After more than 20 years in corporate America, Doris Engibous says she was “big-companied out.”
So the medical technology veteran jumped at the opportunity to move from California to Minnesota six years ago to become a first-time CEO for Hemosphere Inc., which has developed a vein-access device for chronic kidney disease patients who need hemodialysis.
The company’s device, called the HeRO, was approved by the Food & Drug Administration in 2008. The device is made of a tube and a graft that are implanted under a patient’s skin to allow for arterial access. Hemosphere recently hit a major milestone when the one-thousandth patient (PDF) was implanted with the device. The 25-employee company has doubled its workforce during the past two years. More importantly, at least to its shareholders, Hemosphere is on track to more than double last year’s sales, to $6 million in 2010, Engibous said.
Engibous spoke with MedCity News about why Hemosphere figures to be an attractive acquisition target for device firms in the coming years, and its plans for its latest round of funding.
MedCity News: What problem does the HeRO solve? What’s the alternative treatment and why is the HeRO better?
Doris Engibous: The preferred form of long-term vascular access for a typical hemodialysis patient is an autologous fistula or a synthetic graft. When patients are no longer candidates for those, due to vein damage, they’re relegated to central-venous catheters. Catheters are often referred to as a death sentence for patients, because they can cause life-threatening infections called catheter-related bacteremia. Catheters exit the chest instead of being completely subcutaneous, so patients who use them have pigtails hanging out of their bodies and may not be able to participate in normal, everyday activities like showering or swimming.
So the HeRO is better because when patients become dependent on catheters, the HeRO allows them to get the benefits of a surgical implant like a graft and dramatically reduces the likelihood of infection.
MedCity News: What will the latest round of funding help Hemosphere accomplish?
DE: This financing is all about growing our top line so that we can achieve cash-flow-positive operations on the bottom line. It will primarily fund the expansion of our sales team over the next two years. It will also fund key market-development initiatives to establish HeRO as a new standard of care for patients when they’ve become dependent on catheters for their hemodialysis treatments, including post-market clinical studies to further document the efficacy of HeRO.
MedCity News: How much investment funding has Hemosphere raised since its inception? Any plans to look for more in the next few years?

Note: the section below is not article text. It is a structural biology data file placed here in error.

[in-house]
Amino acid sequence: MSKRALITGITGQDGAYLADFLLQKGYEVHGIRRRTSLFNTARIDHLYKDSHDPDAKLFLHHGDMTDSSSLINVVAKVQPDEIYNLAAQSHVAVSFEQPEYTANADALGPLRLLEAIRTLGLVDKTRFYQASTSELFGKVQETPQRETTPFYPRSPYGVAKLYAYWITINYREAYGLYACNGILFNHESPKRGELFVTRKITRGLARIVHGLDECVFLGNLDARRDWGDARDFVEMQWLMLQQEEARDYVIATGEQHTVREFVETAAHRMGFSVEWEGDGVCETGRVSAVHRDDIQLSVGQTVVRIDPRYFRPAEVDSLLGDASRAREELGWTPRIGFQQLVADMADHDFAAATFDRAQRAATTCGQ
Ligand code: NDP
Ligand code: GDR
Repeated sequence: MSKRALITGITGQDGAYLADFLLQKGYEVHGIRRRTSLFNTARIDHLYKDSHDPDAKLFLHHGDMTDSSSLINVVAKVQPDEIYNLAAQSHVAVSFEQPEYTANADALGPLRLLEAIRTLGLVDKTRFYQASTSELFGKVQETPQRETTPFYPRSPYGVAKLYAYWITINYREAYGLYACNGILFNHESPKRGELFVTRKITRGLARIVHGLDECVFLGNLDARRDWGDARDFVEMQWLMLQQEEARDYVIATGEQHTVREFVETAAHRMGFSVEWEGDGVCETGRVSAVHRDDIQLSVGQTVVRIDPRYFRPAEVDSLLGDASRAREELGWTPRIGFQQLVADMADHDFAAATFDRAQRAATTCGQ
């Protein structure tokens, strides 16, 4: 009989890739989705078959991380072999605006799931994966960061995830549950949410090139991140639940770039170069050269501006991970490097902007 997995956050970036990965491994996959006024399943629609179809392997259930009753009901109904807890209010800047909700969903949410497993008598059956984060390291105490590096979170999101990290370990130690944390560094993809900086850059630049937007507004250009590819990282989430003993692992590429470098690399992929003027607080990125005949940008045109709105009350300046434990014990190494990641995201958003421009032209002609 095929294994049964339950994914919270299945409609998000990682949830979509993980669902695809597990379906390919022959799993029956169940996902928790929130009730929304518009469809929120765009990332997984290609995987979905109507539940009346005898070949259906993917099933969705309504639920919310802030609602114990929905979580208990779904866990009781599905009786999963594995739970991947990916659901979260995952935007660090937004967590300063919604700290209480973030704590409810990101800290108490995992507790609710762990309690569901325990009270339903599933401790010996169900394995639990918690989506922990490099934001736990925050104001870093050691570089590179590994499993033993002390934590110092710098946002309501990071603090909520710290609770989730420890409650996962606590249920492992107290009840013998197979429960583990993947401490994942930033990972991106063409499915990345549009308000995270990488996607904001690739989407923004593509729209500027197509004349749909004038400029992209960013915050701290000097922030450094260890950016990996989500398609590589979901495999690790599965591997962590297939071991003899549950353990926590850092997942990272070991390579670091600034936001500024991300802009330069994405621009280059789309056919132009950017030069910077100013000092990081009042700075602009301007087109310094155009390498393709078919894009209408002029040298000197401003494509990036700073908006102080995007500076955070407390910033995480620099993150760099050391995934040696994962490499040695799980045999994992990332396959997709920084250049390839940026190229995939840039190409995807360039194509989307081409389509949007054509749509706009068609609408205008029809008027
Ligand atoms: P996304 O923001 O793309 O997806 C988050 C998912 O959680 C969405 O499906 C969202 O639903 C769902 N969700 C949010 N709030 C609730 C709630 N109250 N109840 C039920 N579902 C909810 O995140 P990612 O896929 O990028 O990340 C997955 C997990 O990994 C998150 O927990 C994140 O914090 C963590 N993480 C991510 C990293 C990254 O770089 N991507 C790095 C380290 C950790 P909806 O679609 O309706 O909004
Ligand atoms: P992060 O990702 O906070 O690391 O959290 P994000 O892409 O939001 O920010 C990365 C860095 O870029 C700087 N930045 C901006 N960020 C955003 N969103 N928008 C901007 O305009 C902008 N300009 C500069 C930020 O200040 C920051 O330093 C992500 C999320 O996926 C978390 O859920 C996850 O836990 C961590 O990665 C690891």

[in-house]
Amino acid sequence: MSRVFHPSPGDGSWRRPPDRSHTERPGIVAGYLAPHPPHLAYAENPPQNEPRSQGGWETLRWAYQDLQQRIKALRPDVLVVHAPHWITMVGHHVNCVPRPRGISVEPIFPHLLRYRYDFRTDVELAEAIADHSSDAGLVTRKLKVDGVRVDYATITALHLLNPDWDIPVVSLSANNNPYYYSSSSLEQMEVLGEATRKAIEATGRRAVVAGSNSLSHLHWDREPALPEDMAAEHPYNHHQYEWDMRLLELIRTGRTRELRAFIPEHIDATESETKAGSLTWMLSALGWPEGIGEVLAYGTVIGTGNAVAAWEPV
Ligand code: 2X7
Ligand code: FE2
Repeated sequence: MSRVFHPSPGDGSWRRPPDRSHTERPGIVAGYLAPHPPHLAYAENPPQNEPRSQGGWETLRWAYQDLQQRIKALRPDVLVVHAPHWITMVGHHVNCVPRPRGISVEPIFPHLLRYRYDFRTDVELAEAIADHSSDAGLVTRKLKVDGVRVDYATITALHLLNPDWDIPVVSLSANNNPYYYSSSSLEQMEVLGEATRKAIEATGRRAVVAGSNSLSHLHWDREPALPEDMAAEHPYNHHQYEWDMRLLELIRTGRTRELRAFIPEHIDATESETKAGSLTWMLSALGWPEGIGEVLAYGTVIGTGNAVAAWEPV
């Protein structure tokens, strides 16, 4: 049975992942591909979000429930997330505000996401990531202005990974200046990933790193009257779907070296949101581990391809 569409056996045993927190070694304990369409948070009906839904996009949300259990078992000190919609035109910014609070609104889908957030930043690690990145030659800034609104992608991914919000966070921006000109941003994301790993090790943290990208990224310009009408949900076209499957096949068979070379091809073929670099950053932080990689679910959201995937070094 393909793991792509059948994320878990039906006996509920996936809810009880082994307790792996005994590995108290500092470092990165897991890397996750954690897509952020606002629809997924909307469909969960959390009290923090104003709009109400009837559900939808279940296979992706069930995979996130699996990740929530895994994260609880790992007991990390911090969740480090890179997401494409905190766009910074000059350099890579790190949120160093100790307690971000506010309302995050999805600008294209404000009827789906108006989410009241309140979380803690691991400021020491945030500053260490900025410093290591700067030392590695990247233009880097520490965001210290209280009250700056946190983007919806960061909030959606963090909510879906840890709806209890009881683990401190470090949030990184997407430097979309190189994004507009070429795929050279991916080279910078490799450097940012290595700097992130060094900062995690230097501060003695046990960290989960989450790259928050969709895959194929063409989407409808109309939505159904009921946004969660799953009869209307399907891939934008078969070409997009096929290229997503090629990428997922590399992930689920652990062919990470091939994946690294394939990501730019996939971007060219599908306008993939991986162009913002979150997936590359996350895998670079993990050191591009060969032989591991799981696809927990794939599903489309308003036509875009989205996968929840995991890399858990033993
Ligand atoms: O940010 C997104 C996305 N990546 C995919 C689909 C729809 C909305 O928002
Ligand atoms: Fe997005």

DE: We’ve raised $33 million. The current expectation is that this will be the company’s last required financing before profitability. We probably won’t be looking for more, but you never know. We’re a likely acquisition target by several of the major players in the medical device marketplace, so it’s possible that the best alternative for our shareholders will be through a strategic exit. But most importantly, this funding will allow us to control our own destiny by becoming a profitable business that we continue to build around the HeRO technology.
MedCity News: What do you consider the biggest challenge facing the company?
DE: Our biggest challenge is just market awareness. We’re a pretty small company early in our market-adoption phase and we’ve been able to do what we’ve done to date with very limited resources. Up to this latest round, there was only $24 million in the company. After we received the 510(k) clearance in May 2008, we started with only three salespeople and have added several distribution partners since then.
Another challenge is that hemodialysis patients aren’t seen by just one specialist. The HeRO implant procedure is done by a surgeon, but when patients have kidney disease, they’re seen by nephrologists who refer them to surgeons for vascular access. Later, when other types of access have failed patients and they are using catheters as their dialysis access, they’re often seen by interventional radiologists instead of surgeons. So our second challenge is dealing with a little more complex sales-and-marketing model. We need to educate nephrologists and interventional radiologists so they can refer their catheter-dependant patients to a surgeon for HeRO access.
MedCity News: Anything else we should know about Hemosphere?
DE: We are absolutely confident that we’ve got something that can make a huge difference in the lives of patients with chronic kidney disease, by creating a new standard of care versus long-term catheters. Dealing with hemodialysis is a hard and scary thing. We feel an obligation to make our technology available to all eligible chronic kidney disease patients on hemodialysis.